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St. Albert’s Catholic board proposes five-school shakeup

Plan would mean new Father Jan and affect thousands of students
GSACRD graphic

Clarification
This story originally said that the proposed new Father Jan would be built "on one of the two school sites" in Riverside, based on information from GSACRD and St. Albert Public officials. The City of St. Albert says that while a second school site has been proposed for Riverside, city council hasn't approved it yet, and there's currently just one site listed for Riverside.

It also said that this strategy had been in the works since April 2018. Joe Becigneul has since clarified that work started in April 2019.

St. Albert’s Catholic school board wants parents to weigh in on a complex plan that would move four school populations, build a new Father Jan, and affect thousands of students – all in as little as five years.

Greater St. Albert Catholic board trustees approved the Faith in Our Future business plan Monday and rolled out a months-long consultation plan to go with it.

The plan, if implemented, would see all Marie Poburan students moved next door to École Secondaire Sainte Marguerite d’Youville (ESSMY), ESSMY’s high school students sent to St. Albert Catholic High, the St. Gabriel distance learning school and district office moved to the Marie Poburan building, and École Father Jan rebuilt at a new site in Riverside by 2024. The district would also close 14 portables at different school sites.

The board has been working on this plan since April 2019 as a way to solve a series of problems, GSACRD board chair Joe Becigneul said. None of the changes in it have been implemented yet, and the board will host two open houses and extensive talks in the next few months that could change it considerably.

If the plan does go ahead, the board heard it could save the district close to $3 million, replace the city’s oldest school building, make better use of school space, and improve health and safety.

“It would just be a better use for all our resources,” Becigneul said.

Five-part problem

Board superintendent David Keohane explained this plan was motivated by financial, health and safety concerns.

The district has high-school French Immersion at ESSMY and SACHS but most parents in French Immersion are sending their kids to SACHS, Keohane said. Moving ESSMY’s high school students to SACHS would consolidate services and reduce costs.

ESSMY is also underutilized. Adding Marie Poburan’s K-to-6 students to ESSMY would make it a K-9 school and raise its utilization rate to 92 per cent from 53.

The district office building on Mission Hill needs close to $1 million in heat and ventilation upgrades and has poor security, while the St. Gabriel building needs a $130,000 lift to be wheelchair accessible and costs $100,000 a year to lease, Keohane continued. If the Marie Poburan students move to ESSMY, St. Gabriel students and district office staff could move into their old school (which would become the Marie Poburan Education Centre pending approval by the Poburan family), cancelling these costs.

École Father Jan is about 63 years old, probably has asbestos in it, and can’t affordably be renovated, Becigneul said. The board’s three-year capital plan judged it to be in the worst condition of all schools in the district.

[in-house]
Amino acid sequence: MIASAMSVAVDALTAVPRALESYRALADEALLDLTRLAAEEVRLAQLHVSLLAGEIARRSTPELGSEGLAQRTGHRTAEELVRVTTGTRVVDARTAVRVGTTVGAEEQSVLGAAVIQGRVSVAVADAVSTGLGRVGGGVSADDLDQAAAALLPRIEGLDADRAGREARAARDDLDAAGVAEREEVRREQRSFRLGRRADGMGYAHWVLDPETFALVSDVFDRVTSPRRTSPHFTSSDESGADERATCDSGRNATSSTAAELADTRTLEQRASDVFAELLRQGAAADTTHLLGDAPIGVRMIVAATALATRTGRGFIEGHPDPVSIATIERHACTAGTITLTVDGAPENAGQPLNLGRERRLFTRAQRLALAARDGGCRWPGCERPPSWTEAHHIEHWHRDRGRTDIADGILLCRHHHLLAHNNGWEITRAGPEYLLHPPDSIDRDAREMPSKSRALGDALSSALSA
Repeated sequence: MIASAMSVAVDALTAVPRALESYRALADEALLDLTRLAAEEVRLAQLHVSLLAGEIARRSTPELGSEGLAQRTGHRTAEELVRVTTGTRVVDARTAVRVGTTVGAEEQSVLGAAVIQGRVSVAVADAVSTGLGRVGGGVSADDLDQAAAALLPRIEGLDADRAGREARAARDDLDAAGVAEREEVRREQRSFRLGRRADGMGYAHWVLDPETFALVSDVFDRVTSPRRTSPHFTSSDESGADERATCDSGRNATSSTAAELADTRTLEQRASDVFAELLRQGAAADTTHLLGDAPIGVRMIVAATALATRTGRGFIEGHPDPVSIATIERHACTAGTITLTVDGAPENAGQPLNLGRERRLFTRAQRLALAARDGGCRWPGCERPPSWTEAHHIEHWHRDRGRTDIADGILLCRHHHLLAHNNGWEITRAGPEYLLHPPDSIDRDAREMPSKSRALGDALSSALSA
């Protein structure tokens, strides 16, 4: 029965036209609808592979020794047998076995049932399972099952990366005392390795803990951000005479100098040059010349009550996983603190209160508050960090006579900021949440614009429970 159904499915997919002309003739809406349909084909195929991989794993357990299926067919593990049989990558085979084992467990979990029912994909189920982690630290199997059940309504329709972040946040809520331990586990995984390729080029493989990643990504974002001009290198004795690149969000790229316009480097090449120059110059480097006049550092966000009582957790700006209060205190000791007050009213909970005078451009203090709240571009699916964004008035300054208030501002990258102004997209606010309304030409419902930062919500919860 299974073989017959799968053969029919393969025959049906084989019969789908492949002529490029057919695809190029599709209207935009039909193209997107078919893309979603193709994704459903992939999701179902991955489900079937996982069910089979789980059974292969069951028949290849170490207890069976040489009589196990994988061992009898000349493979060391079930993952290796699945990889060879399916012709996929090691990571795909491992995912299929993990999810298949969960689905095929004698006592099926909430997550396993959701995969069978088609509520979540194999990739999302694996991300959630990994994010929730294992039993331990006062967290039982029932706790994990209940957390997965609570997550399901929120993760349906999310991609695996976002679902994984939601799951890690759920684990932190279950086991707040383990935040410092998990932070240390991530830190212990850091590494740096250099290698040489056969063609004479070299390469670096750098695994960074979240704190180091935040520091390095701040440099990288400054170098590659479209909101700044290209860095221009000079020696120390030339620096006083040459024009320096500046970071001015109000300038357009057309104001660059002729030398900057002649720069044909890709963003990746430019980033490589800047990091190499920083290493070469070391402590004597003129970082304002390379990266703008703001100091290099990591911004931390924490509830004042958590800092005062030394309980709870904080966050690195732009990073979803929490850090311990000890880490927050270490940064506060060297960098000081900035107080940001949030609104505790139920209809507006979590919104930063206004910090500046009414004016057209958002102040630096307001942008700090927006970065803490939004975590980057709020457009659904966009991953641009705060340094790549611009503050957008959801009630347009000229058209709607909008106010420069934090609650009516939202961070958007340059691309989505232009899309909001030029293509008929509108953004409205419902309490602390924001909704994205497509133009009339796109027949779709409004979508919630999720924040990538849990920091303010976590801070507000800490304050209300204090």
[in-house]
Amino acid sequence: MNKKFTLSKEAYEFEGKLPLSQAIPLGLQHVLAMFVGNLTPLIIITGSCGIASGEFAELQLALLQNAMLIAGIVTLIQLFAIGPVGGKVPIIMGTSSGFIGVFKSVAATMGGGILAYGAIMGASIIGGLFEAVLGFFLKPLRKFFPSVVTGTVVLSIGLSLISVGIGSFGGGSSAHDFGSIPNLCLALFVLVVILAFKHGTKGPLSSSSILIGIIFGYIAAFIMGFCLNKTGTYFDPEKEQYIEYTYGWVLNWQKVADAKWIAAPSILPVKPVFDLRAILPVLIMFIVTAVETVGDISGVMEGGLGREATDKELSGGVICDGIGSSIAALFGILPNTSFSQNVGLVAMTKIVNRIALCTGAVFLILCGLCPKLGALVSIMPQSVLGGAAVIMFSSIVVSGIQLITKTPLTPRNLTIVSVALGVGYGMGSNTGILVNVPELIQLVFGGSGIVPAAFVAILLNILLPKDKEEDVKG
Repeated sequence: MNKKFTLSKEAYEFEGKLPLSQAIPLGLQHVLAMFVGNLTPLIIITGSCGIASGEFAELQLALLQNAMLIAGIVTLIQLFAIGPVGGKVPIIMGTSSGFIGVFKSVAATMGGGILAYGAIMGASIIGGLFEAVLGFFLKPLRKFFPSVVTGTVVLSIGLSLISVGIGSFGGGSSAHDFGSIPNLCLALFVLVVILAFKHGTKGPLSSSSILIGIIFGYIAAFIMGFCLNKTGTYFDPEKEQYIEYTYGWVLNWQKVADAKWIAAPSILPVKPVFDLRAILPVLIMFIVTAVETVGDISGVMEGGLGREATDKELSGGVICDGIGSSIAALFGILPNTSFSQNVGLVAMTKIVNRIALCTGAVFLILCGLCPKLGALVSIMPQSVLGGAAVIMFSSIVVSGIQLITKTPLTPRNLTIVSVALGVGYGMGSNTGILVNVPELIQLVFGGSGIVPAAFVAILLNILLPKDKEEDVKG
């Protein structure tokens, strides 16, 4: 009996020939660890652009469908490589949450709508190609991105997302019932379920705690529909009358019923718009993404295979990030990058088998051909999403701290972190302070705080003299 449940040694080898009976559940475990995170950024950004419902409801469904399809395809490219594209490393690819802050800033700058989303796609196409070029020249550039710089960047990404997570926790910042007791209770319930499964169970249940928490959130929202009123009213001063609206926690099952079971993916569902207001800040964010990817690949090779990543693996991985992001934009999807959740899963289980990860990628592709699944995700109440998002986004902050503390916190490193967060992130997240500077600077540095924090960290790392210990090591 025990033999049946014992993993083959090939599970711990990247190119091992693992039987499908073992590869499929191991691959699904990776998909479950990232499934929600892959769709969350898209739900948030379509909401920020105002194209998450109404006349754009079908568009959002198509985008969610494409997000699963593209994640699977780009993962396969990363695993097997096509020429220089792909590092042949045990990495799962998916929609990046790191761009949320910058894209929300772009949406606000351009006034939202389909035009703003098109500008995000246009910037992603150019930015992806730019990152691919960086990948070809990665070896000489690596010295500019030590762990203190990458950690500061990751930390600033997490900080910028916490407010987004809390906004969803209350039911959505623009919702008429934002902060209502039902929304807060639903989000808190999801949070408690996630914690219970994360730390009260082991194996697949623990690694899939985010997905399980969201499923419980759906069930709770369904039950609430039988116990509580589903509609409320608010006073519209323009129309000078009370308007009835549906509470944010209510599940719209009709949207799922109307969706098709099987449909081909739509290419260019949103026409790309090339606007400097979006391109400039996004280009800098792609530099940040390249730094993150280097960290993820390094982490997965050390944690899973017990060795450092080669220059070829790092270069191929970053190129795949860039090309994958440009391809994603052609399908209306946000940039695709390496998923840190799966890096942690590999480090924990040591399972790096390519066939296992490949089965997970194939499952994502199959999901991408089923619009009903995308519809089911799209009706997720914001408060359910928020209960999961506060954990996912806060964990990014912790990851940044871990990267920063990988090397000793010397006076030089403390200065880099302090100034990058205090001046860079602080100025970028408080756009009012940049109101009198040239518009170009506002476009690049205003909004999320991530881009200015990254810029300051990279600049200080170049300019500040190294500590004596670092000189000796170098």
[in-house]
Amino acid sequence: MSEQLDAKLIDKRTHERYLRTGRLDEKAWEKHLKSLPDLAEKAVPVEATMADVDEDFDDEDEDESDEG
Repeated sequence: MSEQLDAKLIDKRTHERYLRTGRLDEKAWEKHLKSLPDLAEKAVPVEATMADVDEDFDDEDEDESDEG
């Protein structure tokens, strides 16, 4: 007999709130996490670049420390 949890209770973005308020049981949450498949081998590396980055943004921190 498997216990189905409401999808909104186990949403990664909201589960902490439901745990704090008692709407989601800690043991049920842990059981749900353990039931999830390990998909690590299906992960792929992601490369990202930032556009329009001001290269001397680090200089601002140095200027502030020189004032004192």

By making better use of school space with the aforementioned changes, the board hopes to convince the province to build a new $19-million 900-student Father Jan in Riverside that would be more energy efficient, host more students (it would be K-9 dual track instead of K-6 French Immersion) and offer CTS courses. Keohane noted there is not enough space on the current Father Jan property to build a new school while keeping the old one open.

Keohane said these changes would save the board some $2.78 million over five years. Cash from selling the old Father Jan and district office lands would fund the removal of 14 surplus portables, cutting operating costs and raising the district’s school site utilization rates to 75 per cent.

“There is no school closing through this proposal,” he said, and no students would be moved this school year.

Your thoughts?

The plan would see the board take this school year to consult with stakeholders. EMP and ESSMY students would move by 2021, with St. Gabriel and district office to follow by 2022. By 2024, the new Father Jan would be built and the 14 extra portables closed.

Becigneul said all GSACRD families were sent a letter Tuesday about this proposal and were encouraged to weigh in through the district’s Thoughtexchange website. There will be an open house at SACHS on the plan this Oct. 30 from 5 to 8 p.m., with a second planned for early next year. The board would take what it heard from the public and make a final decision on the plan next spring.

“There’s 6,000 students in Greater St. Albert, and we’re going to need to hear from them," Becigneul said.

See gsacrd.ab.ca/administration/faithinourfuture for details.


Kevin Ma

About the Author: Kevin Ma

Kevin Ma joined the St. Albert Gazette in 2006. He writes about Sturgeon County, education, the environment, agriculture, science and aboriginal affairs. He also contributes features, photographs and video.
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